You know your patient’s age, medical history, diagnosis, but do you know the most important thing about them that will make them take notice, influence their likelihood to follow through with care, or become loyal customers?
Global big data in healthcare is expected to grow at a CAGR of 45% by 2020 to become the third largest industry in market share. But, often with access to so much information, it is easy to lose sight of what is most important.
Demographics offer some clues. Knowing how many people participated in a trial, clicked on a banner ad, visited the informational web site, can offer interesting insights. But, looking at patterns, responses, and trends based on past actions (such clicks on specific content) does not guarantee patients will do them again, or anticipate their needs in the future.
Increasingly, organizations are turning to direct customer feedback on social media, surveys, and testimonials to get deeper context and tone, as well as psychographics on patient behavior. 76% of small to medium pharmaceutical companies and 89% of large ones conduct data gathering through social media listening, says a new survey. This information can offer predictive insights into “why” patients do what they do. It’s important information for marketers to know, given that 2/3 of our decisions as human beings are made by emotional factors, according to Gallup Research.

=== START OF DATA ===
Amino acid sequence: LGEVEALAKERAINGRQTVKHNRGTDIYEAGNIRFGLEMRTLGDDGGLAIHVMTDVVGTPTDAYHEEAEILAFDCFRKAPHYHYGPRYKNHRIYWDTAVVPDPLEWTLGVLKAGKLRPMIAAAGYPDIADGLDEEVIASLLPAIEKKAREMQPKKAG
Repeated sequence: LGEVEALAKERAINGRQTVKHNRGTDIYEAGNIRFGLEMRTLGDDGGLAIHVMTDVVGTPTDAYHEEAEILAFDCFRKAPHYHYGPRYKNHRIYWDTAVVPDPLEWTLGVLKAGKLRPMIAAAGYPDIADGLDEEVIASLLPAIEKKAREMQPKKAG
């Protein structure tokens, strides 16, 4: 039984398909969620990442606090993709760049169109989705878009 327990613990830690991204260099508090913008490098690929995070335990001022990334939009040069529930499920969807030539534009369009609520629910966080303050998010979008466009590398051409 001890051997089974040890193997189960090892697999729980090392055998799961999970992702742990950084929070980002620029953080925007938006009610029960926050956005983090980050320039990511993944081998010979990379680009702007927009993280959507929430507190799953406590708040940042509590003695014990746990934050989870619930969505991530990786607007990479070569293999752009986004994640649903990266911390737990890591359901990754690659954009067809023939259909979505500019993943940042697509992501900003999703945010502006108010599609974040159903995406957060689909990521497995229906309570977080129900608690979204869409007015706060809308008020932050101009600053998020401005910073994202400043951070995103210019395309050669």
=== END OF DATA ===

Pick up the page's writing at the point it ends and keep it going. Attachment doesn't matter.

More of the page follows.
In assessing patient values, or their ‘why’, marketers can gain forward, versus backward-looking, insights on how to better connect. Hospitals, pharmaceutical companies, and medical device manufacturers can communicate on what patients most need to hear versus what the organization ‘thinks it should be’.
Backed by proven science and decades of psychological research, our inner values are one constant that speaks to the heart of our identity as human beings. They determine everything from where we live, to what we buy. When it comes to healthcare, our values influence where we go to find a provider, which messages resound and how we perceive the quality of care and can be encouraged to follow through. Much of this take place below our level of consciousness in the Values-Attitudes-Behavior hierarchy.
Learn more about tapping in to patient values. Get the free SlideShare from the Healthcare Communicators of Oregon Conference to see how communicating on values gives healthcare brands an advantage.